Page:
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Science Technology

Making Graphene Work For Real-World Devices 18

aarondubrow writes: "Graphene, a one-atom-thick form of the carbon material graphite, is strong, light, nearly transparent and an excellent conductor of electricity and heat, but a number of practical challenges must be overcome before it can emerge as a replacement for silicon in electronics or energy devices. One particular challenge concerns the question of how graphene diffuses heat, in the form of phonons. Thermal conductivity is critical in electronics, especially as components shrink to the nanoscale. Using the Stampede supercomputer at the Texas Advanced Computing Center, Professor Li Shi simulated how phonons (heat-carrying vibrations in solids) scatter as a function of the thickness of the graphene layers. He also investigated how graphene interacts with substrate materials and how phonon scattering can be controlled. The results were published in the Proceedings of the National Academy of Sciences, Applied Physical Letters and Energy and Environmental Science."
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Making Graphene Work For Real-World Devices

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  • No bandgap (Score:2, Informative)

    by Anonymous Coward on Saturday April 26, 2014 @05:43AM (#46847041)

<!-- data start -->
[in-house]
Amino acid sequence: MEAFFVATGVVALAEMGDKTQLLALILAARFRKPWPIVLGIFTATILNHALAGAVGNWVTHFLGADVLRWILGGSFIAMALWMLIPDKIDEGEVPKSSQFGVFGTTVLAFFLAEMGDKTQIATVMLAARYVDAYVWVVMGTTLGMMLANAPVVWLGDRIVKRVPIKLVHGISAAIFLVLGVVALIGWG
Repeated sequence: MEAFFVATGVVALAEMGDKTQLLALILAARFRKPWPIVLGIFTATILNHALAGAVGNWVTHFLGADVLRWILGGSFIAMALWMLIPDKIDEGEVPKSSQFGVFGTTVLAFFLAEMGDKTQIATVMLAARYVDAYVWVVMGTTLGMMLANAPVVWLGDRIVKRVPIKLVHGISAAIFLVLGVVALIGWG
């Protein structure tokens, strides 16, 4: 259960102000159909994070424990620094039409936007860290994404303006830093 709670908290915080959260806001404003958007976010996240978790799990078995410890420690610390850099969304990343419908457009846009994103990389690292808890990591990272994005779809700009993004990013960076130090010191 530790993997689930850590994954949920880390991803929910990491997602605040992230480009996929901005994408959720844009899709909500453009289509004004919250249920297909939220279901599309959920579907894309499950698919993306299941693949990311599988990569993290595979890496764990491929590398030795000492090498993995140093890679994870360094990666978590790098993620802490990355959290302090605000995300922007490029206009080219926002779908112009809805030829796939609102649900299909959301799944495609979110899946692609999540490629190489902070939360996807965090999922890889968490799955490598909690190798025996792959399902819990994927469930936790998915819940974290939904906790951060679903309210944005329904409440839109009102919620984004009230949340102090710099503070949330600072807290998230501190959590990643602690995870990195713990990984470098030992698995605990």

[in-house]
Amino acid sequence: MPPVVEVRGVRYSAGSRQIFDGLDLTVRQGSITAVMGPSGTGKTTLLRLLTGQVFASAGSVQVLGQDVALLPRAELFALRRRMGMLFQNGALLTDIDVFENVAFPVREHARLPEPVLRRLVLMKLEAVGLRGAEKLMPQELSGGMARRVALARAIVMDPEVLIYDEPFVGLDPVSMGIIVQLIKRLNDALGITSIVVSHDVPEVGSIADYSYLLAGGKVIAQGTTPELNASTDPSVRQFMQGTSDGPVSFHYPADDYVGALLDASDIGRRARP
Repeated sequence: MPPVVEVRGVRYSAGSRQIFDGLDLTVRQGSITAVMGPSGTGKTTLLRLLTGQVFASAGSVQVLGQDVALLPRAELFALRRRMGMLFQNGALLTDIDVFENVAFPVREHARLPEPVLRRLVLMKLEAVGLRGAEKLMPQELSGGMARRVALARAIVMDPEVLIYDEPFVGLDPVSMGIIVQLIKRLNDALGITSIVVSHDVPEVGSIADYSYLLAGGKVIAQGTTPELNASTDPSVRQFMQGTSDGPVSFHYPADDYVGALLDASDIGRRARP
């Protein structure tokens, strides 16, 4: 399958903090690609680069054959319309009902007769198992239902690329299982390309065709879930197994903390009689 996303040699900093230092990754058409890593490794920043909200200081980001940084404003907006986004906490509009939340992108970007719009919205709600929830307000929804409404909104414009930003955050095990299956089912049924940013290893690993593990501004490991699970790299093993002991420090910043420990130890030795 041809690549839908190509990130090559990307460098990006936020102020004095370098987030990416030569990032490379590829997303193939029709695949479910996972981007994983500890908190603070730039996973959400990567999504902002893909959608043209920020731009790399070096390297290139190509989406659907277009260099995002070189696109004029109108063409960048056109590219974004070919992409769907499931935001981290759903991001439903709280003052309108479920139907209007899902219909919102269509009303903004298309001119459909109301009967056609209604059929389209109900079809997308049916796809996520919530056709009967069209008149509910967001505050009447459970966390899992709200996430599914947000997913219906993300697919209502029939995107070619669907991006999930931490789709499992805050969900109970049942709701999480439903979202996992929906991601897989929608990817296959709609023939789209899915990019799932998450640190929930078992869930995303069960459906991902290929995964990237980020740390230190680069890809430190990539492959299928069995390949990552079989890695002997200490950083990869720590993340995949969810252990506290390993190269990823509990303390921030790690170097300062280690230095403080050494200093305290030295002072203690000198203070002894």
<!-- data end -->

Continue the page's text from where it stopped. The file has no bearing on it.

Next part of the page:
Graphene - unlike silicon doesn't have a bandgap so the current in graphene can't be switched off. That leads to a poor transistor design.

  • Re:Why not just... (Score:4, Informative)

    by Beck_Neard ( 3612467 ) on Saturday April 26, 2014 @06:01AM (#46847069)

    Aside from the bandgap issue (which does have workarounds), you basically guessed correctly. It's really damn hard to make a large sheet of graphene that will stick to a substrate properly, won't spontaneously fold into a nanotube, and doesn't have faults in the crystal structure.

    It's actually pretty amazing, in comparison, what we've been able to do with silicon. We can produce chips with areas measured in square centimeters that are _perfect_ crystals all the way through. No impurities (except what we add), no faults in the crystal structure, just countless trillions of silicon atoms all in the correct place. And then we can pattern this silicon with multiple layers of intricate patterns with nanometer precision. And we can do this on an industrial scale to result in a chip that you buy for a hundred bucks.

  • Re:Why not just... (Score:5, Informative)

    by Megol ( 3135005 ) on Saturday April 26, 2014 @08:26AM (#46847285)

    Silicon is an amazing material. It it cheap, plentiful, can be purified extremely well, are a natural semiconductor that can be doped easily, have a band-gap that makes creating transistors of many types easy, can be selectively oxidized and etched with high precision. There are many good reasons why computer chips are using silicon rather than other materials that may be faster (GaAs, InP etc.) as those are harder to work with in several ways including purity of the crystal, strength of substrate etc.

    While graphene have certain advantages and are still researched intensively it also have a lot of problems. The making of graphene films have been made easier by different methods but they still can't be manufactured in bulk at a low price (unless I've missed something). It is also much harder to make transistors using it due to the bandgap issue. Processing of graphene is also not as developed as that of silicon and it isn't just a matter of process maturity (while that of course is one large reason) - silicon is simply easy to make things out of.

    If graphene will ever be used in mass produced products it will most likely be in the form of graphene integrated on silicon wafers for conductors or other parts.

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